Cancer and Cell Phones – the Debate Continues
Recently published research reveals more information but there’s still no definitive answer to the decades-long question: Are cell phones safe to use?
Mobile Phones Have Revolutionized our Lives
Mobile phones have changed the way we live to such an extent that even those of us who grew up before they were widely adopted (and managed to have interesting and productive lives in nonetheless) find it hard to imagine how we ever stayed in touch with friends, found a restaurant in a strange city or scheduled a meeting without one. In a 2017 survey, 92% of 18- to 29-year-olds in the US said they owned a smart phone and 95% of the American population own a mobile phone. We know that despite all this convenience, there have been problems reported with possible cell phone addiction, reduced attention spans in children and an increase in automotive accidents linked to distracted driving linked to cell phone use. Although the laws in many states prohibit the use of cell phones while driving, it’s still not unusual to see people talking on their phones of sneakily texting while they drive.
But one of the most daunting diseases we know of is cancer. And regarding mobile phone use, the main question has always been: ‘’Will this phone give me cancer?’’
All living creatures are exposed to a certain amount of radio frequency (RF) as part of daily life. The air is full of them. Airline travel, radio stations, computers or proximity to cell tower arrays or power lines are all part of many of our lives, so we can assume we are being exposed. There is also a varying level of radiation from the electrical appliances and electrical wiring in our homes and at work. Most cell phones put out a type of radio frequency (RF) that was classified by the International Agency on Cancer (IARC), (an agency of the World Health Organization) as a Group 2B “possible” human carcinogen in 2011. Unsurprisingly, this has got a lot of attention. Over the last few years, there have been an ever-increasing number of websites devoted to advising consumers of the risks of RF, or electromagnetic frequency (EMF) and how to protect themselves from RF exposure. The current U.S. Federal Communications Commission’s limit for public exposure to cell phones is 1.6 watts W/kg.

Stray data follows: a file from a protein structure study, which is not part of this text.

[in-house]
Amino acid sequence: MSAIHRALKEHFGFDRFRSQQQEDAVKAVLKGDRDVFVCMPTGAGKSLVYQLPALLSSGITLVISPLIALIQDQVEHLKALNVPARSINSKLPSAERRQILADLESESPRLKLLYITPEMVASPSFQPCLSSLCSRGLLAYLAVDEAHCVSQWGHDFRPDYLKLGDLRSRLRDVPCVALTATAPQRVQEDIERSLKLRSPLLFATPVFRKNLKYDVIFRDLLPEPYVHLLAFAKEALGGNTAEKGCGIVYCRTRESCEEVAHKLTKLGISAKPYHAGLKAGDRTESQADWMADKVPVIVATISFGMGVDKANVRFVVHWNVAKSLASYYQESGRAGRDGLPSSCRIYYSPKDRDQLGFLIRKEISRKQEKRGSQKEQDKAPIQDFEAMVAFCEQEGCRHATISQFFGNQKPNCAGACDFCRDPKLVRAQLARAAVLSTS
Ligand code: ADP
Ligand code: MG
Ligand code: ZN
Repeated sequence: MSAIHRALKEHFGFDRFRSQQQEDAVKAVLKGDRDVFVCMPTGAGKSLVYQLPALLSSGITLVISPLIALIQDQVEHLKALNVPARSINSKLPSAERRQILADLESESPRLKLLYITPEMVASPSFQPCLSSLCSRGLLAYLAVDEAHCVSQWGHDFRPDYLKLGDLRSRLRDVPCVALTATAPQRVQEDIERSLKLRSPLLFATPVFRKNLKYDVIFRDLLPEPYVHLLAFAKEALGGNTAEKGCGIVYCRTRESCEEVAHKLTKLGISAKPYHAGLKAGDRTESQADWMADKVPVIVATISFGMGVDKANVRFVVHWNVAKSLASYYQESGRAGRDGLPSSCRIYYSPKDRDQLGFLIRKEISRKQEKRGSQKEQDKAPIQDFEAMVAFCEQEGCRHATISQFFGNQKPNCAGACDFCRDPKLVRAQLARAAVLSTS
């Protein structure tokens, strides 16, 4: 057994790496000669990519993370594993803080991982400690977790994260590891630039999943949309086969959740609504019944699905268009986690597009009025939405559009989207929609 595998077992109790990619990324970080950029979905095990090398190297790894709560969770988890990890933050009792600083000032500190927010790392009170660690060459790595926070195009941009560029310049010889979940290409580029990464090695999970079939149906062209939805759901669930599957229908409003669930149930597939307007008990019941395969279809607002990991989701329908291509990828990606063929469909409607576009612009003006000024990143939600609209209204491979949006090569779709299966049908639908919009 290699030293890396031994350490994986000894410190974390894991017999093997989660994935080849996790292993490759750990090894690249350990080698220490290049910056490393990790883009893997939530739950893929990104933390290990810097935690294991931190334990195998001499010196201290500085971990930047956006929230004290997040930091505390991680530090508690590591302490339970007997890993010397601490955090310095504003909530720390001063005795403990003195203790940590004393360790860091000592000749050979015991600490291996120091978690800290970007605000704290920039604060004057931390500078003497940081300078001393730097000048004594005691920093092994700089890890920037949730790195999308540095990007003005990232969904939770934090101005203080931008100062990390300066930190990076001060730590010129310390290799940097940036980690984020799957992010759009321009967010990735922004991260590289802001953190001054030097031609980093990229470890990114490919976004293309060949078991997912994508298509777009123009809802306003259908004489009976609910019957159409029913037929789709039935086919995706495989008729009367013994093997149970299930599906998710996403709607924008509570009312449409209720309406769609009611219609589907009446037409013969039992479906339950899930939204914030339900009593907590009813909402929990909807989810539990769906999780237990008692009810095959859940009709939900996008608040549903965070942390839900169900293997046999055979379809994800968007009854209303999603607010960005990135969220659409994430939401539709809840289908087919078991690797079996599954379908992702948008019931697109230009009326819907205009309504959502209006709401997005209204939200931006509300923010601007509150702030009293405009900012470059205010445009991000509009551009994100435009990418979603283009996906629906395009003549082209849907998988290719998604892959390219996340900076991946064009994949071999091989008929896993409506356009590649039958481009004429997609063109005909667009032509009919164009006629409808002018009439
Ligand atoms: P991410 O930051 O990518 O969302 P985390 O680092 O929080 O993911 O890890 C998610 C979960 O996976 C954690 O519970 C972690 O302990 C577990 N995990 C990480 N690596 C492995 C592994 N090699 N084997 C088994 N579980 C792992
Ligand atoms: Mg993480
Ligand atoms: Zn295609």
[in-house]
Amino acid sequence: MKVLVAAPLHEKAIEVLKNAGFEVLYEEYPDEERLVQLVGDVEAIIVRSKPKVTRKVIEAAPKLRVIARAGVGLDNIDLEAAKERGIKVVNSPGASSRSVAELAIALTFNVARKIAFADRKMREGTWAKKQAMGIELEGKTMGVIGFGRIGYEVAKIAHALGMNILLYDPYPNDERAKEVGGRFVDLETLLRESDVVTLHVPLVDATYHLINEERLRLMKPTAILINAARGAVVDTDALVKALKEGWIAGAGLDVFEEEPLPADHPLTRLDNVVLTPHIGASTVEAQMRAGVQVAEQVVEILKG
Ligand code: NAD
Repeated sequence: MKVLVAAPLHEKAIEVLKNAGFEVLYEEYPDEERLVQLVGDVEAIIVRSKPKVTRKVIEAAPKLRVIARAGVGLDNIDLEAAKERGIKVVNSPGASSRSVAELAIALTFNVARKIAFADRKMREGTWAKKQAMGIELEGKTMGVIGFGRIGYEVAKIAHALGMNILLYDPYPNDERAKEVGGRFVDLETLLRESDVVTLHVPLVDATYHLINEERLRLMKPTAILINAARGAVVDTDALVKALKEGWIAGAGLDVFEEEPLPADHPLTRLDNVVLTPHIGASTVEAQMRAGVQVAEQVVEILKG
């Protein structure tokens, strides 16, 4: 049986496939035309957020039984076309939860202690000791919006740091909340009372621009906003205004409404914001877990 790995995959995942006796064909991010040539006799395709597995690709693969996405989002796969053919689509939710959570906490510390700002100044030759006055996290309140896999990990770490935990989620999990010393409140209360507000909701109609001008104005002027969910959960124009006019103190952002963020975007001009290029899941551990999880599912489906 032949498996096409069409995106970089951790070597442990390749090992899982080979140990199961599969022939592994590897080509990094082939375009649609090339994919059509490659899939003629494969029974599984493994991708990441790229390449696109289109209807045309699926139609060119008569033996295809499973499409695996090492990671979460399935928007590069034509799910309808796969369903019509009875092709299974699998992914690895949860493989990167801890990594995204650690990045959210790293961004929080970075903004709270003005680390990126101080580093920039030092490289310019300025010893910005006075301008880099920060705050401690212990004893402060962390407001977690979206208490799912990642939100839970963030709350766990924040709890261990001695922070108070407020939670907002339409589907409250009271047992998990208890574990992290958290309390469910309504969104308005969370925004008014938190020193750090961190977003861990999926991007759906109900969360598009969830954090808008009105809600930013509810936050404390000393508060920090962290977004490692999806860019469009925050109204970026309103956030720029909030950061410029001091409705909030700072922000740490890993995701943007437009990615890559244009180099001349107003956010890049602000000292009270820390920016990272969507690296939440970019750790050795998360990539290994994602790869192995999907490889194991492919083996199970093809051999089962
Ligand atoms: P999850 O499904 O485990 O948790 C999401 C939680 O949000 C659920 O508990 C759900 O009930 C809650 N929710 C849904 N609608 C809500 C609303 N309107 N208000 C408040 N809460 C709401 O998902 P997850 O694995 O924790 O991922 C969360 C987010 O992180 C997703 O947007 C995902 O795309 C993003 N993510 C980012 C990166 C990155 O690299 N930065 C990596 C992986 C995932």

Even when the cell phone is not in use, it’s almost constantly communicating with cell towers etc., especially if it has apps that need your geographical location to work, like GPS apps. You can close out of them if you want to reduce the activity of your phone when you’re not actually using it. This also saves battery power.
Many Years of Research
When there is any possibility of cancer developing as a result of something we do in everyday life, we have to be relentless with investigation until the possibility is either ruled out without a shadow of a doubt or recognized so that precautions can be taken. So of course there have been hundreds of studies over the last handful of decades since cell phones have been widely adopted for regular use. Recently published studies have added to the long debate about the safety of cell phone use and whether or not there is a link to brain tumors or any other kind of cancer.
A few epidemiology studies have reported higher than average rates of tumors inside the skulls of people who report heavy cell phone use for ten years or more. Some of these studies have been funded by the telecommunications industry and therefore criticized for possible bias as they may have a vested interest in the reported outcome of the research. Seventy-two percent of industry-funded studies have not made a significant link to health risks from cell phone exposure. However, sixty-seven percent of independent studies (not funded by the wireless communications industry) did find biological effects. One of the first notable, independently funded studies to examine long-term effects of using cell phones was conducted in Sweden in the mid-to-late 1990s by Lennart Hardell, professor of oncology at Orebro University. His findings were significant. His study compared 1,617 patients who had been diagnosed with brain tumors with the same number of cancer-free subjects. His research showed that heavy-use cell phone users were 2.5 times more likely to have a temporal brain tumor on the side of the head where they normally held their phone. He also found that the risk of auditory nerve tumors was increased by 3.7 times for the mobile phone users who participated in the study. His most significant conclusion was that just 10 years of heavy cell phone use would result in a 26% increase in the risk of brain cancer. If the heavy use of cell phones continued beyond 10 years, he suggested that the risk could rise to 77%.